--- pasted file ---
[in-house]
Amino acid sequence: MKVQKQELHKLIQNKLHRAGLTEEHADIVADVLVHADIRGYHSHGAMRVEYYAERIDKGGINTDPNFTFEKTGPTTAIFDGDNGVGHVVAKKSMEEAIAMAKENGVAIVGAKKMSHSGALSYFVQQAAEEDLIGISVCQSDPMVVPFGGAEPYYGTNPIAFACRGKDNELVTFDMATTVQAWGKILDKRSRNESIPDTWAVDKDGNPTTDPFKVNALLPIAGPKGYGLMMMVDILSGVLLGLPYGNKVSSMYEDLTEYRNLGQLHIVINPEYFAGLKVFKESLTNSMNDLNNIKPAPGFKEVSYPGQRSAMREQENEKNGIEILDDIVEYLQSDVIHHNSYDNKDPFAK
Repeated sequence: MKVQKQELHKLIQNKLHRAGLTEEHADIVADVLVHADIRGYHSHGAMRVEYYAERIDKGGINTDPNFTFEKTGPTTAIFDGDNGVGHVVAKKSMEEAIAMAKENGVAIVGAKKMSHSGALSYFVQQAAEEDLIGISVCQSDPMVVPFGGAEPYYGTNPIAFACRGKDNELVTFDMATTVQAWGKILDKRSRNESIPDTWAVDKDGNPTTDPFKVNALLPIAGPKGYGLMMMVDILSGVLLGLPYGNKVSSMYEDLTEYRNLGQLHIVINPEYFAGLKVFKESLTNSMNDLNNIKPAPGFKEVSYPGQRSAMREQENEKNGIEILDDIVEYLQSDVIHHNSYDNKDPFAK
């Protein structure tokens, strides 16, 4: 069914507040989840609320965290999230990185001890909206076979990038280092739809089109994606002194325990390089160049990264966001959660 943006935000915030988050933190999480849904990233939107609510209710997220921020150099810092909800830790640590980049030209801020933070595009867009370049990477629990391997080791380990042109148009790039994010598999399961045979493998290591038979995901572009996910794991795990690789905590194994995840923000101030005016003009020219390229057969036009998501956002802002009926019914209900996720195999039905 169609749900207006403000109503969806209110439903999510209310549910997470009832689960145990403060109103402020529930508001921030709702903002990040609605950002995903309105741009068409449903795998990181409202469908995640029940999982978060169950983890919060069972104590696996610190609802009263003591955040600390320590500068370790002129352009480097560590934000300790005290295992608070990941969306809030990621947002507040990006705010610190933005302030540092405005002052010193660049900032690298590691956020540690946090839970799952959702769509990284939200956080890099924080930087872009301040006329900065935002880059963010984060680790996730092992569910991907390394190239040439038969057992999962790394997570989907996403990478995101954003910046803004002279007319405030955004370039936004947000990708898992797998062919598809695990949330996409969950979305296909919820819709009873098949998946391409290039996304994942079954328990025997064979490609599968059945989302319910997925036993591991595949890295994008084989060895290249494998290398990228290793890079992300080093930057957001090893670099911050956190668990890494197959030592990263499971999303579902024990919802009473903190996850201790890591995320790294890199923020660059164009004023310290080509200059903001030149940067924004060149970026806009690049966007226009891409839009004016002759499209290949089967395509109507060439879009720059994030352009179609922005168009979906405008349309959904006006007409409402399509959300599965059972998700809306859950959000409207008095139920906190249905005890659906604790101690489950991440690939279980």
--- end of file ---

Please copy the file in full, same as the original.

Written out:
[in-house]
Amino acid sequence: MKVQKQELHKLIQNKLHRAGLTEEHADIVADVLVHADIRGYHSHGAMRVEYYAERIDKGGINTDPNFTFEKTGPTTAIFDGDNGVGHVVAKKSMEEAIAMAKENGVAIVGAKKMSHSGALSYFVQQAAEEDLIGISVCQSDPMVVPFGGAEPYYGTNPIAFACRGKDNELVTFDMATTVQAWGKILDKRSRNESIPDTWAVDKDGNPTTDPFKVNALLPIAGPKGYGLMMMVDILSGVLLGLPYGNKVSSMYEDLTEYRNLGQLHIVINPEYFAGLKVFKESLTNSMNDLNNIKPAPGFKEVSYPGQRSAMREQENEKNGIEILDDIVEYLQSDVIHHNSYDNKDPFAK
Repeated sequence: MKVQKQELHKLIQNKLHRAGLTEEHADIVADVLVHADIRGYHSHGAMRVEYYAERIDKGGINTDPNFTFEKTGPTTAIFDGDNGVGHVVAKKSMEEAIAMAKENGVAIVGAKKMSHSGALSYFVQQAAEEDLIGISVCQSDPMVVPFGGAEPYYGTNPIAFACRGKDNELVTFDMATTVQAWGKILDKRSRNESIPDTWAVDKDGNPTTDPFKVNALLPIAGPKGYGLMMMVDILSGVLLGLPYGNKVSSMYEDLTEYRNLGQLHIVINPEYFAGLKVFKESLTNSMNDLNNIKPAPGFKEVSYPGQRSAMREQENEKNGIEILDDIVEYLQSDVIHHNSYDNKDPFAK
């Protein structure tokens, strides 16, 4: 069914507040989840609320965290999230990185001890909206076979990038280092739809089109994606002194325990390089160049990264966001959660 943006935000915030988050933190999480849904990233939107609510209710997220921020150099810092909800830790640590980049030209801020933070595009867009370049990477629990391997080791380990042109148009790039994010598999399961045979493998290591038979995901572009996910794991795990690789905590194994995840923000101030005016003009020219390229057969036009998501956002802002009926019914209900996720195999039905 169609749900207006403000109503969806209110439903999510209310549910997470009832689960145990403060109103402020529930508001921030709702903002990040609605950002995903309105741009068409449903795998990181409202469908995640029940999982978060169950983890919060069972104590696996610190609802009263003591955040600390320590500068370790002129352009480097560590934000300790005290295992608070990941969306809030990621947002507040990006705010610190933005302030540092405005002052010193660049900032690298590691956020540690946090839970799952959702769509990284939200956080890099924080930087872009301040006329900065935002880059963010984060680790996730092992569910991907390394190239040439038969057992999962790394997570989907996403990478995101954003910046803004002279007319405030955004370039936004947000990708898992797998062919598809695990949330996409969950979305296909919820819709009873098949998946391409290039996304994942079954328990025997064979490609599968059945989302319910997925036993591991595949890295994008084989060895290249494998290398990228290793890079992300080093930057957001090893670099911050956190668990890494197959030592990263499971999303579902024990919802009473903190996850201790890591995320790294890199923020660059164009004023310290080509200059903001030149940067924004060149970026806009690049966007226009891409839009004016002759499209290949089967395509109507060439879009720059994030352009179609922005168009979906405008349309959904006006007409409402399509959300599965059972998700809306859950959000409207008095139920906190249905005890659906604790101690489950991440690939279980």